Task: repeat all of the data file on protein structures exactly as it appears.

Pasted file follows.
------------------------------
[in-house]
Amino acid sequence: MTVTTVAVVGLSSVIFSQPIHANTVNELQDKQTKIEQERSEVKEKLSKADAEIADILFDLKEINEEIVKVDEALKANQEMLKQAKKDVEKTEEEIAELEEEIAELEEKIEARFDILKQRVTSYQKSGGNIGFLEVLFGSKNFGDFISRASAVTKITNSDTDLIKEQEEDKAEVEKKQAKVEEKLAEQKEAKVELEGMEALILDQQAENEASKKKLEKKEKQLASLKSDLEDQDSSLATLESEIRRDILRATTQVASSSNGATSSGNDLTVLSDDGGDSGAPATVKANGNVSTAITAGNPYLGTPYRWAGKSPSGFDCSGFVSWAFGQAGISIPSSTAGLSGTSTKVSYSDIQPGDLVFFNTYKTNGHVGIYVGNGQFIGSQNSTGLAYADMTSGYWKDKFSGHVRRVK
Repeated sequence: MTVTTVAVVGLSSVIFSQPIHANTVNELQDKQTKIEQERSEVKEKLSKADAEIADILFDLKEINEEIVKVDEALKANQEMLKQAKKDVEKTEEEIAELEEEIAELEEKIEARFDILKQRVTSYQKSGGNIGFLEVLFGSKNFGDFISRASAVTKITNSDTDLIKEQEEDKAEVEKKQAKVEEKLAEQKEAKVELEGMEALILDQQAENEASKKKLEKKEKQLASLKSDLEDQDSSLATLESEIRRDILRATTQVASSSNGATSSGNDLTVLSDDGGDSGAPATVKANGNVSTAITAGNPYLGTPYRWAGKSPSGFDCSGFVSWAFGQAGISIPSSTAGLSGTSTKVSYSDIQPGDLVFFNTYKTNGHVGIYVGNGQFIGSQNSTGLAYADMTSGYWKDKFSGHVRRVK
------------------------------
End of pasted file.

[in-house]
Amino acid sequence: MTVTTVAVVGLSSVIFSQPIHANTVNELQDKQTKIEQERSEVKEKLSKADAEIADILFDLKEINEEIVKVDEALKANQEMLKQAKKDVEKTEEEIAELEEEIAELEEKIEARFDILKQRVTSYQKSGGNIGFLEVLFGSKNFGDFISRASAVTKITNSDTDLIKEQEEDKAEVEKKQAKVEEKLAEQKEAKVELEGMEALILDQQAENEASKKKLEKKEKQLASLKSDLEDQDSSLATLESEIRRDILRATTQVASSSNGATSSGNDLTVLSDDGGDSGAPATVKANGNVSTAITAGNPYLGTPYRWAGKSPSGFDCSGFVSWAFGQAGISIPSSTAGLSGTSTKVSYSDIQPGDLVFFNTYKTNGHVGIYVGNGQFIGSQNSTGLAYADMTSGYWKDKFSGHVRRVK
Repeated sequence: MTVTTVAVVGLSSVIFSQPIHANTVNELQDKQTKIEQERSEVKEKLSKADAEIADILFDLKEINEEIVKVDEALKANQEMLKQAKKDVEKTEEEIAELEEEIAELEEKIEARFDILKQRVTSYQKSGGNIGFLEVLFGSKNFGDFISRASAVTKITNSDTDLIKEQEEDKAEVEKKQAKVEEKLAEQKEAKVELEGMEALILDQQAENEASKKKLEKKEKQLASLKSDLEDQDSSLATLESEIRRDILRATTQVASSSNGATSSGNDLTVLSDDGGDSGAPATVKANGNVSTAITAGNPYLGTPYRWAGKSPSGFDCSGFVSWAFGQAGISIPSSTAGLSGTSTKVSYSDIQPGDLVFFNTYKTNGHVGIYVGNGQFIGSQNSTGLAYADMTSGYWKDKFSGHVRRVK